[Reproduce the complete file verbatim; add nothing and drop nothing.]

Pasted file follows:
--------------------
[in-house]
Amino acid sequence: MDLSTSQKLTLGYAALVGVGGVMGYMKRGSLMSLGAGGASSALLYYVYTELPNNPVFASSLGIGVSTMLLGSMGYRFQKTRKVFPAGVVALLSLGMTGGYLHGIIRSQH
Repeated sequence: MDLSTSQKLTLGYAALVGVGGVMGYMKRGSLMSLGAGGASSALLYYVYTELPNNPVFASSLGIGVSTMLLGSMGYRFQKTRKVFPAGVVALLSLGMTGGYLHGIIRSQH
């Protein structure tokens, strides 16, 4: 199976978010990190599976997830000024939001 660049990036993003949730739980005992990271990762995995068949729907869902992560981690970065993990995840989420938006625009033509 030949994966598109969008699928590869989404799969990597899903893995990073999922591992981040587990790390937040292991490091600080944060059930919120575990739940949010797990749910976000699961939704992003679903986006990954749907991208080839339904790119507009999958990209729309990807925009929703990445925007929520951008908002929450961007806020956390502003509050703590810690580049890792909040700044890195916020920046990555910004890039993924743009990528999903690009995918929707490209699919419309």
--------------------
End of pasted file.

[in-house]
Amino acid sequence: MDLSTSQKLTLGYAALVGVGGVMGYMKRGSLMSLGAGGASSALLYYVYTELPNNPVFASSLGIGVSTMLLGSMGYRFQKTRKVFPAGVVALLSLGMTGGYLHGIIRSQH
Repeated sequence: MDLSTSQKLTLGYAALVGVGGVMGYMKRGSLMSLGAGGASSALLYYVYTELPNNPVFASSLGIGVSTMLLGSMGYRFQKTRKVFPAGVVALLSLGMTGGYLHGIIRSQH
């Protein structure tokens, strides 16, 4: 199976978010990190599976997830000024939001 660049990036993003949730739980005992990271990762995995068949729907869902992560981690970065993990995840989420938006625009033509 030949994966598109969008699928590869989404799969990597899903893995990073999922591992981040587990790390937040292991490091600080944060059930919120575990739940949010797990749910976000699961939704992003679903986006990954749907991208080839339904790119507009999958990209729309990807925009929703990445925007929520951008908002929450961007806020956390502003509050703590810690580049890792909040700044890195916020920046990555910004890039993924743009990528999903690009995918929707490209699919419309």